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100 Years of the Fat One of Trocadero

December 16, 2010 Leave a comment

Jose Lezama Lima (1910-1976) is not gone.  This is the feeling you get when you visit the museum of the master of Cuban prose in Trocadero street, in central Havana.

You don’t need to be supernatural to sense the weary, asthmatic breathing of the fat Lezama while you pass through the halls of this house, residence of one of the greatest authors of this green island.

The Cuban intellectual was born on December 19, 1910.  And like nearly all the geniuses, he was misunderstood in his time.  His father, Jose Lezama Rodda, of Basque heritage, founded, and eventually lost, a sugar business in Cuba.

Rosa Lima Rosado, his mother, formed part of a family of independent thought.  At the end of the 19th century, she felt obligated to leave the island.  she knew and collaborated with the national hero of Cuba, Jose Marti, in his exile in Florida.

Lezama Lima had two sisters, Rosa and Eloisa, who both died early in their lives.  From when he was a boy, like every good Habanero, he played baseball and caused trouble with his friends from the neighborhood.  He was an infielder, and had pretty good hands.

But one day when he was an adolescent, his friends went to find him for game, and Lezama told them “I’m not coming out today, I’m going to stay in and read.”  He had started reading Plato’s Symposium.  He was fifteen years old, and since he was eight he was a voracious reader of Salgari and Dumas, Cervantes and his Quixote.

He became a lawyer, and began to work in a simple post of the secretary of the Superior Counsel of Social Defense, in the jail of the Castillo del Príncipe, the main jail in Havana.  And from this date forward, he was a great man of letters.

In 1937, his collection of poetry The Death of Narciso, was published, which was written in 1931.  In his day, another giant, Cintio Vitier, affirmed:  “All the poetry of Mariano Brull, Emililo Ballagas, Eugenio Florti, like witches riding brooms, flew out the window when I read ‘Danae wrote about the golden time by the Nile,’ the first verse of the Death of Narciso.  Cuban poetry changed overnight.”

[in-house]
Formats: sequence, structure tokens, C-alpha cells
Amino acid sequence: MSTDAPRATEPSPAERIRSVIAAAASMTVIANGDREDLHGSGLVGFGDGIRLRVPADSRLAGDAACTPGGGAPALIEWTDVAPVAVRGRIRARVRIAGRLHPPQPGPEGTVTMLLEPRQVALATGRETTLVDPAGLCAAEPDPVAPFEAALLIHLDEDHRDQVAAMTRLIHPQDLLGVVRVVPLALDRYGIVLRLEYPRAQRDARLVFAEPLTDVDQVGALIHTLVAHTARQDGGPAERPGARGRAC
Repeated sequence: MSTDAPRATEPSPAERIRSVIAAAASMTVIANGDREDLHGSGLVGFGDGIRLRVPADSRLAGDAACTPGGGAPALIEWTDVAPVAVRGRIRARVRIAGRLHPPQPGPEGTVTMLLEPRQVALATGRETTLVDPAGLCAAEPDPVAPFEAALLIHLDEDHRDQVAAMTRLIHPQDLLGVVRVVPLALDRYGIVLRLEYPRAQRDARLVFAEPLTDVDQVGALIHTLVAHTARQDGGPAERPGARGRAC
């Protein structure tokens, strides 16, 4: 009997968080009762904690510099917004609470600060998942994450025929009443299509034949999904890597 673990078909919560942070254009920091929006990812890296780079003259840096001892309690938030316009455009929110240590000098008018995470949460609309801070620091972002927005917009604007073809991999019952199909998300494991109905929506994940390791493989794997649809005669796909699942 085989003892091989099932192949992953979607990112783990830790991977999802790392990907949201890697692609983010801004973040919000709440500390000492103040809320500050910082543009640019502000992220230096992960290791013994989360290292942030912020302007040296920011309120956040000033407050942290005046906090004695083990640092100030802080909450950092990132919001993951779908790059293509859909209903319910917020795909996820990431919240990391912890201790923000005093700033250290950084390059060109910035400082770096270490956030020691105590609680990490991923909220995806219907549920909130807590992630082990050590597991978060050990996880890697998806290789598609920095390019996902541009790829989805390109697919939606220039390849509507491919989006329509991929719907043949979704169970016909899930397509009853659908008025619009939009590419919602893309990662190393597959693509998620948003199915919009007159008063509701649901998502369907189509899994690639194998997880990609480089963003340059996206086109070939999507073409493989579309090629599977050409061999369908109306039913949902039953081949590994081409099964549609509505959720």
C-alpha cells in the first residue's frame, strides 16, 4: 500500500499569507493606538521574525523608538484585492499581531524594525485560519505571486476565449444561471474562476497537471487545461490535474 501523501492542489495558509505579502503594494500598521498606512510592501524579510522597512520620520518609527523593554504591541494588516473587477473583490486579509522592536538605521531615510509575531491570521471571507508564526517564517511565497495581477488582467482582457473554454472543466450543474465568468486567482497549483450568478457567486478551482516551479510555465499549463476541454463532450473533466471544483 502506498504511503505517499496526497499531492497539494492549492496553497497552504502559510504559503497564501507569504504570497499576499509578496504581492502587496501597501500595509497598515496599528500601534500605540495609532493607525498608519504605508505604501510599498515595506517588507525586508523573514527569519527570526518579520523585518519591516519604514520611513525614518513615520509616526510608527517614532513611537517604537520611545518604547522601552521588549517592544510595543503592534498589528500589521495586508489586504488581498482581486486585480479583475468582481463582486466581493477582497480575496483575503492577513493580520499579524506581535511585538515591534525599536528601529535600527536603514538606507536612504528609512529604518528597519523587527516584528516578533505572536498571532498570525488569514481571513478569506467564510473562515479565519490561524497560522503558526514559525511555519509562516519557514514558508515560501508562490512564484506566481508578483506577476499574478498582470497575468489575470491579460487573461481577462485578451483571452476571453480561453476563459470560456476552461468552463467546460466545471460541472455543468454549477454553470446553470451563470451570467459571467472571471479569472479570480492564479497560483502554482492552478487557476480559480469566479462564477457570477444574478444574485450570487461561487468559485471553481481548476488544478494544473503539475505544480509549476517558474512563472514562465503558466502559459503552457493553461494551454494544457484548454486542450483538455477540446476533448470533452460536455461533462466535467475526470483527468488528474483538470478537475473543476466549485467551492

Later, he began to circulate in cultural reviews of high esteem, edited in Cuba in the decade of 1940-1950.  It was in Origins, perhaps, where Lezama Lima made his impression as a writer.

In 1959, el comandante Fidel Castro arrived, along with his hurricane of radical reforms.  So much machismo and testosterone; the caudillo style and an Olympian disdain for the free thinkers, caused more than a problem for the massive Jose Lezama.

Despite being married since 1964 to Maria Luisa Bautista, a noted literature professor, the fat Lezama was a closet gay.  We already know how the Castro government treated homosexuals in this time.

They were turbulent times.  Whoever had different sexual orientations was sent to prison or to a type of concentration camp called UMAPs (Military Units in Support of Production).  And even though Lezama never received a punishment that severe, he suffered. The greatest scandal arrived in 1966.

The name of the scandal was the supreme novel of Cuban literature: Paradiso.  It had a limited edition.  It put in check the iron censorship of the state, that always held literature suspect, bourgeoisie, and counterrevolutionary.  The sexual adventures of Jose Cemi disquieted the Criollo hierarchy, who saw in the gays, and sodomy, a latent danger to the concept of the New Man, dreamed up by Che.

In spite of everything, the Maestro never wanted to abandon his country.  In Cuba he found his muse.  His house on Trocadero was his heart, he came to say.  And there he shut himself in amongst his writings.  Tightly.

Difficult years.  The economic shortages affected the population.  And Lezama, an incurable luxurophile, suffered from royal hunger. He made up for it, and then some, whenever a friend invited him to dinner.  It was said that at receptions in Western embassies, on certain nights of ferocious appetite, Lezama devoured an army of croquettes and canapes.

He died in 1976, his fame faded due to censorship and official acknowledgment of a low profile. They then turned him into an exquisite cadaver. A common thing for Fidel Castro’s government with critical intellectual figures or those with little loyalty to the regime. Once they’re buried, of course.